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When to Call Your Child's Health Care Provider

When to Call Your Child's Health Care Provider 

When your child complains of a sore throat, stomachache, or headache, you worry. You want to do whatever you can to help your child feel better quickly. Sometimes, you call your child's health care provider for advice and sometimes you call for an appointment. But, how do you know when you should care for your child at home and when you should call? Of course, if you are not sure, it is always OK to call. 

Guidelines for when to see the health care provider vary by a child's age. For example, a fever at a certain level may be reason to see the health care provider for a baby, but not for an older child. 

For babies: When to call

Call your health care provider if your baby has:

  • A fever of 100.4 °F (38°C) or higher in a baby under 3 months old (using a rectal thermometer)

  • A fever with other signs of illness

  • A fever lasting more than 24 hours

  • A fever that rises more than once to 104°F (40°C) or higher in a child of any age

  • Difficulty feeding or sucking or no interest in feeding

  • Sleeping too much or too little or having trouble getting your baby to wake up

  • Not moving much, or crying that is different than usual

  • Vomiting or diarrhea for more than a few hours

  • Changes in the baby's soft spot on the top of the head

  • Difficulty breathing

  • Rash on the skin

  • Skin that looks gray or blue or that is very pale

If your baby has any of the above warning signs or if you feel something isn't right, call his or her health care provider.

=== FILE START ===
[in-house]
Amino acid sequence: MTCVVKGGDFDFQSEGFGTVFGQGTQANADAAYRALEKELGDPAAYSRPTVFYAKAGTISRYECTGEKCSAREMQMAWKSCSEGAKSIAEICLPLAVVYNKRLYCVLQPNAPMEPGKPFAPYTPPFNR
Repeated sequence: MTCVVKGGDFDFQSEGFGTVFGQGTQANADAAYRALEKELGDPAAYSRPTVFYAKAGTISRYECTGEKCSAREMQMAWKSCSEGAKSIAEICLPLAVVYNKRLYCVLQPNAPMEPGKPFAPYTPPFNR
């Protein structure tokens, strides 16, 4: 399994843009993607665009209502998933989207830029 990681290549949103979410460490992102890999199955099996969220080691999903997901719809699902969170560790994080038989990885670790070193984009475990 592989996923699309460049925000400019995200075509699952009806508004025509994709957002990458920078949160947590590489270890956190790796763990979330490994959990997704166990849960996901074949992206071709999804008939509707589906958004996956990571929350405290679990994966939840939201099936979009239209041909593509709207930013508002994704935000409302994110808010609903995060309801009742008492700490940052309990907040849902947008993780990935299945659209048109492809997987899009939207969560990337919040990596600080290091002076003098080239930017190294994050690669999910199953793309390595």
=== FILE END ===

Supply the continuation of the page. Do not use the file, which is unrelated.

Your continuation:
For children: When to call

For infants and children older than 3 months, fever becomes less of a concern. You probably don't need to see a health care provider for a fever without other signs of illness.

Call the health care provider if your child has:

  • A fever that lasts longer than 24 hours in a child younger than 2, or a fever that lasts more than 3 days in a child age 2 or older 

  • A fever that rises more than once to 104°F (40°C) 

  • A fever that occurs after the child has become overheated, such as being in a hot room or car

  • A fever in a child who has a weakened immune system from a health condition or medication

  • Hallucinations (seeing or hearing things that aren't really there)

  • A seizure

  • Stiffness of the neck, a really bad headache, ear pain, or pain in the stomach

  • Difficulty breathing

  • Swollen or sore joints

If your child is not feeling well, but doesn't have any of the above warning signs, he or she will most likely feel better with some extra rest, healthy drinks, and some additional cuddling. But if symptoms worsen or don't go away, or if your child isn't eating, playing, or drinking, call your child's health care provider. And remember to always follow your parenting instinct: If you feel something's wrong, you are probably right and should call the health care provider.

 
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